There is a great variety of disputes as well as great variety of methods to handle them. Legal practice has shown that usual forensic methods of solving disputes are not always the best at solving disputes. ADR offers a whole range of methods, out of which the most suitable one can be chosen. Thus, the abbreviation expansion of ADR has slightly changed, and the word “alternative”, for which letter “A” stands, was changed into “appropriate”. Indeed, methods used in ADR are appropriate for various disputes, including family, business, governmental and other disputes.
Having spoken about the essence of ADR and its peculiarities, it is necessary to explore various types of ADR, including: ombudsmen, conciliation, negotiation, mediation, arbitration, adjudication, early neutral evaluation, expert determination, med-arb and med-rec.
1. Ombudsmen are specialists, who are trained to examine and solve complaints concerning public and private matters. Ombudsmen use a number of methods to solve disputes, among which are “counselling, mediating, conciliating, and fact-finding” [4]. After receiving a complaint, ombudsman starts to interview the parties and examine the files; however, ombudsmen do not pronounce judgment or solution. All ombudsmen should be independent of the disputing parties. Normally, ombudsmen do not “consider a complaint unless the organization or company has first been given a chance to deal with it through its own internal complaints procedure” [9]. Ombudsmen do not have a power to impose a solution; however, they should have an ability to persuade the parties to agree on their recommendations. Services of ombudsmen are limited as the disputing parties are required to reach an agreement with certain period of time (six – twelve months). At first an ombudsman would try to resolve the conflict informally, otherwise, he/she would have to conduct the investigation and issue a report with his/her own conclusion.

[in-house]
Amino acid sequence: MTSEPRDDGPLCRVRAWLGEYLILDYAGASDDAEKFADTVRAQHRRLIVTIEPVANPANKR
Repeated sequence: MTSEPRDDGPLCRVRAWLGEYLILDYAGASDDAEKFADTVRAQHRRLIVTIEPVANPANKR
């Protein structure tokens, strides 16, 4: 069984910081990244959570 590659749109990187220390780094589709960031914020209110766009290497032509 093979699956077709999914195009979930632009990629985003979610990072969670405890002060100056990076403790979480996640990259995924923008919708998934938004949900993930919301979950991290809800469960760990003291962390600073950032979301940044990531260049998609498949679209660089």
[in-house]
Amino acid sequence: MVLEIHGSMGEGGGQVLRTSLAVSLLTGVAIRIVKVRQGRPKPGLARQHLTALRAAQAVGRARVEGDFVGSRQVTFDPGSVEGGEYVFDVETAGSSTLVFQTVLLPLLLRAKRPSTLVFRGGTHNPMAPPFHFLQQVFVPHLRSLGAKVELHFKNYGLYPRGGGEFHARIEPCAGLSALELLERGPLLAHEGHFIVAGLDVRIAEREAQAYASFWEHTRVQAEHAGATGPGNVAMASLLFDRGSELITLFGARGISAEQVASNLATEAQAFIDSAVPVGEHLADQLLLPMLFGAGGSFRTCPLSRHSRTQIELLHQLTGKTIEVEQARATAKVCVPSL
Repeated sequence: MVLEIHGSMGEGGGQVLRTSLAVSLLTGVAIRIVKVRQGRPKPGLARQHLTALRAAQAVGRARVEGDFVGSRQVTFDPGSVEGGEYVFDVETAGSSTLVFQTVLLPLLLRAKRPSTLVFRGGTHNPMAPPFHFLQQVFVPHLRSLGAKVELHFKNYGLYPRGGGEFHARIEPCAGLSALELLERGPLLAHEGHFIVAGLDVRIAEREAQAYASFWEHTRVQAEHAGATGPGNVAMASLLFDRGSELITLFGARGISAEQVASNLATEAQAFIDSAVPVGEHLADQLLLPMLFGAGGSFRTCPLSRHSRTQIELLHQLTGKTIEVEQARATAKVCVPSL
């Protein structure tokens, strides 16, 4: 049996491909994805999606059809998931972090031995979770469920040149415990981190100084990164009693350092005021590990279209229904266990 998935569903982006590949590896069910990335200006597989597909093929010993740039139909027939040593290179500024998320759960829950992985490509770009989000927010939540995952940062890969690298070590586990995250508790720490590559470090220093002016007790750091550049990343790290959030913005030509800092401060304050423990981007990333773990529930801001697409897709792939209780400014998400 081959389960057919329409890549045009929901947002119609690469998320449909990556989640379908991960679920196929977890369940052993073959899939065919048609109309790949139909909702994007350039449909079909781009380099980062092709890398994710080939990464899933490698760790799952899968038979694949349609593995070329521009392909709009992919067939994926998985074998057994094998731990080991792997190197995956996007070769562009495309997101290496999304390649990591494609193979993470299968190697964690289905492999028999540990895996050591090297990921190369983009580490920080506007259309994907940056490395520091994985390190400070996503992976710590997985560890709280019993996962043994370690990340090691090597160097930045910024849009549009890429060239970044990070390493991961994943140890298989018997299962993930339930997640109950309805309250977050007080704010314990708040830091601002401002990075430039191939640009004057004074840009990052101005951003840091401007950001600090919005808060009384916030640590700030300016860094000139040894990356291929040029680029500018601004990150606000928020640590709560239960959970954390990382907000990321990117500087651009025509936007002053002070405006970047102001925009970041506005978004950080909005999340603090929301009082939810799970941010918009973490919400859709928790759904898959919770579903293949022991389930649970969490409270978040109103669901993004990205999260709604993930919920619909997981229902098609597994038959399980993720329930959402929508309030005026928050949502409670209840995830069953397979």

2. Conciliation is the process, during which a conciliator (a third party or a neutral) builds positive relationship between the disputing parties in order to solve the dispute. “A conciliator may assist parties by helping to establish communication, clarifying misperceptions, dealing with strong emotions, and building the trust necessary for cooperative problem-solving” [4]. Conciliator may choose a neutral place for meeting, carry messages between the parties and assure parties that they are able to communicate and work together. Conciliation helps the disputing parties to start a dialogue, to build positive attitude towards each other and to enhance trust. There are three characteristic features concerning conciliation. The first one is that this process is totally voluntary. It is absolutely private and confidential. After conciliation the parties may or may not agree on the resolution. In his turn conciliator may meet each of the parties together or separately, or may not meet them at all and announce the resolution by phone or other mean of communication.